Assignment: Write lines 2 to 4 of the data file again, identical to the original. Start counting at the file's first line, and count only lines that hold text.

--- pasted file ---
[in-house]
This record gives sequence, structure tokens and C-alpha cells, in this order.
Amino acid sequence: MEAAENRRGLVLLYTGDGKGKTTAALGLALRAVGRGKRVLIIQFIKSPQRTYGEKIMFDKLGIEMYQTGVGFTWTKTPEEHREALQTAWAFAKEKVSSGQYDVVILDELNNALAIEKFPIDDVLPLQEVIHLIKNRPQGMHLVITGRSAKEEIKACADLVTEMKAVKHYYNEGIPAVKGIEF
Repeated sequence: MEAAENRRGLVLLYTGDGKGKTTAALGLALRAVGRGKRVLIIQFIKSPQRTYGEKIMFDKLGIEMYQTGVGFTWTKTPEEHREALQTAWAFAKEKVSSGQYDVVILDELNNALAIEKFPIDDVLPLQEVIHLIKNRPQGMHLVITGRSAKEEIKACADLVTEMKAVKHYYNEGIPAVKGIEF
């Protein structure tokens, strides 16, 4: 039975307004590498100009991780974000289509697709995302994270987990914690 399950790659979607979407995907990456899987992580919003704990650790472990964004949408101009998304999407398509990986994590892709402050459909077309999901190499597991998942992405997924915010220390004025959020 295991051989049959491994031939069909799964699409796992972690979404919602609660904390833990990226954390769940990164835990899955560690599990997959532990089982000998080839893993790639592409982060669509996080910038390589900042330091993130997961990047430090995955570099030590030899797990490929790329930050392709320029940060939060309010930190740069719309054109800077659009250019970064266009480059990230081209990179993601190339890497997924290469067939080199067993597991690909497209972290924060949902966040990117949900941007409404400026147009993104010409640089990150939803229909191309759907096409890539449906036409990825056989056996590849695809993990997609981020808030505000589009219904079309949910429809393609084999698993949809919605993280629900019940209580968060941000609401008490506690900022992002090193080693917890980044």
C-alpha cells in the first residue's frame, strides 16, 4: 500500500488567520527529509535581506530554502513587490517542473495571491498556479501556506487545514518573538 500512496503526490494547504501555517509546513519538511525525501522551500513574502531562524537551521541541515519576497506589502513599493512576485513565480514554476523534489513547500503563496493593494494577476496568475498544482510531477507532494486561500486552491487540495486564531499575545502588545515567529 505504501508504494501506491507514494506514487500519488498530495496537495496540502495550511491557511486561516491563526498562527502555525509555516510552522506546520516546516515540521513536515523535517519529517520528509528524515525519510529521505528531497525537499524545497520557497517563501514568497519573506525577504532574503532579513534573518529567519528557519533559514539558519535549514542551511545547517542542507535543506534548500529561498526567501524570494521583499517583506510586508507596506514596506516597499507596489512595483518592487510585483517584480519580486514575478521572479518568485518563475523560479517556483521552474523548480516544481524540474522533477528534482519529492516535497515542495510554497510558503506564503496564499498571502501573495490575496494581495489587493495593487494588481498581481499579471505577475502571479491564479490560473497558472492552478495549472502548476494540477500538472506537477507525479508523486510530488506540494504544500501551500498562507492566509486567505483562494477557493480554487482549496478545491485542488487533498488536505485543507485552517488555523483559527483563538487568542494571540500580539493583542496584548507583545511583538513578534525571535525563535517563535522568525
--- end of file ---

This record gives sequence, structure tokens and C-alpha cells, in this order.
Amino acid sequence: MEAAENRRGLVLLYTGDGKGKTTAALGLALRAVGRGKRVLIIQFIKSPQRTYGEKIMFDKLGIEMYQTGVGFTWTKTPEEHREALQTAWAFAKEKVSSGQYDVVILDELNNALAIEKFPIDDVLPLQEVIHLIKNRPQGMHLVITGRSAKEEIKACADLVTEMKAVKHYYNEGIPAVKGIEF
Repeated sequence: MEAAENRRGLVLLYTGDGKGKTTAALGLALRAVGRGKRVLIIQFIKSPQRTYGEKIMFDKLGIEMYQTGVGFTWTKTPEEHREALQTAWAFAKEKVSSGQYDVVILDELNNALAIEKFPIDDVLPLQEVIHLIKNRPQGMHLVITGRSAKEEIKACADLVTEMKAVKHYYNEGIPAVKGIEF